At the end of the day the $10-billion wildfire that consumed 2400 homes and buildings in Fort McMurray may be the least of the region's problems.
Articles: stranded assets (14)
In my book, given the stakes, no novel can rival this epic real-life drama.
More than a decade later economists and financial analysts are again identifying powerful signals of economic distress, this time in the energy, mining, power-producing, and farm industries.
We Could Be Witnessing the Death of the Fossil Fuel Industry—Will It Take the Rest of the Economy Down With It?
It’s not looking good for the global fossil fuel industry. Although the world remains heavily dependent on oil, coal and natural gas—which today supply around 80 percent of our primary energy needs—the industry is rapidly crumbling.
Sixty-five percent of the world's coal production is unprofitable at today's prices, a new research report by Wood Mackenzie, a commercial intelligence company often cited by investment analysts and the coal industry itself, concluded.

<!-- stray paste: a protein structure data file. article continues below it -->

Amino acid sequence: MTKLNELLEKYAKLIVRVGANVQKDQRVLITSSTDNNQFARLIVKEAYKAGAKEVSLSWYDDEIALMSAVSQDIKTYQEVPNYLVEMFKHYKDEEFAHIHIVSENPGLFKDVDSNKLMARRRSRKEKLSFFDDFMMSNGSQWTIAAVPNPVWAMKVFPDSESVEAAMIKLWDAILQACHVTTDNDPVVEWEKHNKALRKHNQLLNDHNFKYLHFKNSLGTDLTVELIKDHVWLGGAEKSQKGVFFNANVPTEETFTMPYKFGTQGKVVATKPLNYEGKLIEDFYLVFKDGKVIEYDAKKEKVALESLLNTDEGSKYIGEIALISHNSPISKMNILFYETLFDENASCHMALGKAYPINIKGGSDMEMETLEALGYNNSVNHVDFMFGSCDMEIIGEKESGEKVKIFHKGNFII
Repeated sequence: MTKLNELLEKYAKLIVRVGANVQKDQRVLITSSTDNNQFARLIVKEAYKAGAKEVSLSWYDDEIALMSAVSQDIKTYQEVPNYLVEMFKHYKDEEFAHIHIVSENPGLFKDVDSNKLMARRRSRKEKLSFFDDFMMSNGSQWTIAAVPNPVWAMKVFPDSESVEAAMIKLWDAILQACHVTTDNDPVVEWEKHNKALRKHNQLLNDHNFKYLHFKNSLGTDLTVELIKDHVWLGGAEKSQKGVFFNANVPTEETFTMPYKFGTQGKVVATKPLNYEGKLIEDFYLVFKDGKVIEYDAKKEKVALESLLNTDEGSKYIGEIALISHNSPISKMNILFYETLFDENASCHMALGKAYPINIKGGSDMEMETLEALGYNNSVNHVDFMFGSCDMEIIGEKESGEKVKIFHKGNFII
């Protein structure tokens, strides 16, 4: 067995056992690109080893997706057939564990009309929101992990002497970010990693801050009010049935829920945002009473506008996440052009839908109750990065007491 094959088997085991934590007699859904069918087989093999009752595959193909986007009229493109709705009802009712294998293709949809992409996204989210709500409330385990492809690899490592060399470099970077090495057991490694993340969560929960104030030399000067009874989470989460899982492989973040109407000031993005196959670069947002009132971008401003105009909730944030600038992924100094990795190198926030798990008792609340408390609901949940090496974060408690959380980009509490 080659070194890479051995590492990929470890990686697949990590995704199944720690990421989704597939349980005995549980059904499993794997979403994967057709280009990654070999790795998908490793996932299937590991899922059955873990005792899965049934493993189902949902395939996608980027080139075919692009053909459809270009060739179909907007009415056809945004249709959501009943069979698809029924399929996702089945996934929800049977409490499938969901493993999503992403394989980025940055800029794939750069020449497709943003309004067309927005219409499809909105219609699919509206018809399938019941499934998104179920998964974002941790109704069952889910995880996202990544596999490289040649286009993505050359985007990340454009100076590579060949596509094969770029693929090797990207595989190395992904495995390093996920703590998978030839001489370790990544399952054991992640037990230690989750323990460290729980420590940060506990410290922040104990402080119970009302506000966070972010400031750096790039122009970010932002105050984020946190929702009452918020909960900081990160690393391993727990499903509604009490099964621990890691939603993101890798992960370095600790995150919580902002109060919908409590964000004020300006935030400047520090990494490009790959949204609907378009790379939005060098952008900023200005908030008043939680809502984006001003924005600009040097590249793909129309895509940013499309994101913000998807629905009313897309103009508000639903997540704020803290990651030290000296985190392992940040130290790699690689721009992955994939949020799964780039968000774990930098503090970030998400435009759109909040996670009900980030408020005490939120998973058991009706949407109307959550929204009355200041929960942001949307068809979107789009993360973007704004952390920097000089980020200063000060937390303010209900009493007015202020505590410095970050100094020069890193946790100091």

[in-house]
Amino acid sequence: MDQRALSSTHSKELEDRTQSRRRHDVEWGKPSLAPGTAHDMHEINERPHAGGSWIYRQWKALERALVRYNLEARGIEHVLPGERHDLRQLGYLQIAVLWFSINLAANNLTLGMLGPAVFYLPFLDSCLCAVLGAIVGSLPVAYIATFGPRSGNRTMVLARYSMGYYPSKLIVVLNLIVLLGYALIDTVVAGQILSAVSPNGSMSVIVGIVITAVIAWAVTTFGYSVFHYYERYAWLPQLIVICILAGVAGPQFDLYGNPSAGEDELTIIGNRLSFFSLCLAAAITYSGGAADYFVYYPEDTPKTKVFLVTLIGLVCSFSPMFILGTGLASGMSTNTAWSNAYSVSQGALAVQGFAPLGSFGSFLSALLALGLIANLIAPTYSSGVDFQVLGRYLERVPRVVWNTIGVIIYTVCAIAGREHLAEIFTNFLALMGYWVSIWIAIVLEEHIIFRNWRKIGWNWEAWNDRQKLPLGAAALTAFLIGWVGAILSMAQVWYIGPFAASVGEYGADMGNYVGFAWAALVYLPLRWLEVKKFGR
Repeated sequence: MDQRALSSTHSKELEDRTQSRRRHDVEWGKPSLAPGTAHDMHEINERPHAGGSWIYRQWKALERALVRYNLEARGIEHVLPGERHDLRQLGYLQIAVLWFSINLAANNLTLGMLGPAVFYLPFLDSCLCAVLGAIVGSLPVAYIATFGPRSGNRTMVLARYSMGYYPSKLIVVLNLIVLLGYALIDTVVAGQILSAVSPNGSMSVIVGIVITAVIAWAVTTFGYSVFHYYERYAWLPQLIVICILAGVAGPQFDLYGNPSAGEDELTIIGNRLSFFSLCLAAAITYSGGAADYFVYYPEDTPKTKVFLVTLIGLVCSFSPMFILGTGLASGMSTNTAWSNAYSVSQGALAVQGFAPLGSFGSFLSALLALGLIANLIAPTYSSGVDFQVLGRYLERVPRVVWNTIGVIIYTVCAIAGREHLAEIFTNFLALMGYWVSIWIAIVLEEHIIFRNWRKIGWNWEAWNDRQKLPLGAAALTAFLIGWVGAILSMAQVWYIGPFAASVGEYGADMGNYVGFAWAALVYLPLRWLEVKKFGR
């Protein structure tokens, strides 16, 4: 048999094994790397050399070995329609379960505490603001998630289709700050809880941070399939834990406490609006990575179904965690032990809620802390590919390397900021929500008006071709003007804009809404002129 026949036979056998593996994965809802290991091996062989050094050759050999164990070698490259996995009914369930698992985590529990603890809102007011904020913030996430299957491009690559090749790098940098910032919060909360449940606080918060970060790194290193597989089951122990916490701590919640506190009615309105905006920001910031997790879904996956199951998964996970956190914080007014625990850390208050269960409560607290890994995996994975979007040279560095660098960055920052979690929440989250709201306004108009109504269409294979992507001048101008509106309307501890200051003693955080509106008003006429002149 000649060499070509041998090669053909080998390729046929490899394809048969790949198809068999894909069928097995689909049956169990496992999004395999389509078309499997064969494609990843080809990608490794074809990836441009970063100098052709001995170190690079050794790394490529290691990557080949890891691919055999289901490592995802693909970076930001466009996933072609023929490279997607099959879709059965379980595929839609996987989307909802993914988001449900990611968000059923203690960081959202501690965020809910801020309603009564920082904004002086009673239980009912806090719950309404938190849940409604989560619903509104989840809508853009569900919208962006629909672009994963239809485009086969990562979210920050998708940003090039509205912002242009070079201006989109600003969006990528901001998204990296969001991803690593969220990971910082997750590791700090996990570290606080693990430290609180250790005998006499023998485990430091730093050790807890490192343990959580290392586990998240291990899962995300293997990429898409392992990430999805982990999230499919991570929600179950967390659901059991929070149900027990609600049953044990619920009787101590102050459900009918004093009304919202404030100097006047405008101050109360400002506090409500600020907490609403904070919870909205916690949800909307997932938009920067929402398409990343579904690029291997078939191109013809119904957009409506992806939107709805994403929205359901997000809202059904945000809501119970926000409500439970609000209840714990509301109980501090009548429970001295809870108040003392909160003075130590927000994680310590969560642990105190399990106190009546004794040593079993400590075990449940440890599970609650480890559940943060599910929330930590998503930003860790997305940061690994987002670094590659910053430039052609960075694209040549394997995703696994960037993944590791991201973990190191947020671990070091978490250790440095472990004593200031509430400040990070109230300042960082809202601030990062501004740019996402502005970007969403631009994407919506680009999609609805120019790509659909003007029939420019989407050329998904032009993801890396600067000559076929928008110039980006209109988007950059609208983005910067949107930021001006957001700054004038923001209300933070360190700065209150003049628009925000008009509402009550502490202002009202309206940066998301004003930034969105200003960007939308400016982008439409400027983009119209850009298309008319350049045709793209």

Bankruptcies, project shutdowns, regulation, and emission limits curb enthusiasm for fossil fuels.
Are we expecting COP21 to be that moment of fireworks and dancing elephants, a 'Great Change Moment', when people dance in the street and subsequently put plaques up to immortalise the moment for their grandchildren? If we are, we're missing the point.
Economists, an irrational tribe of short-sighted mathematicians, are now calling Canada's declining economic fortunes "a perfect storm."
Though climate change will no doubt prove to be one aspect of stranded assets, others will include a simple but powerful realization that there are simply better places to put your investment dollars…or euros…or yuan.
In a move that’s likely to cause consternation in some of the world’s most powerful corporate boardrooms, the Bank of England has disclosed that it is launching an inquiry into the risks fossil fuel companies pose to overall financial stability.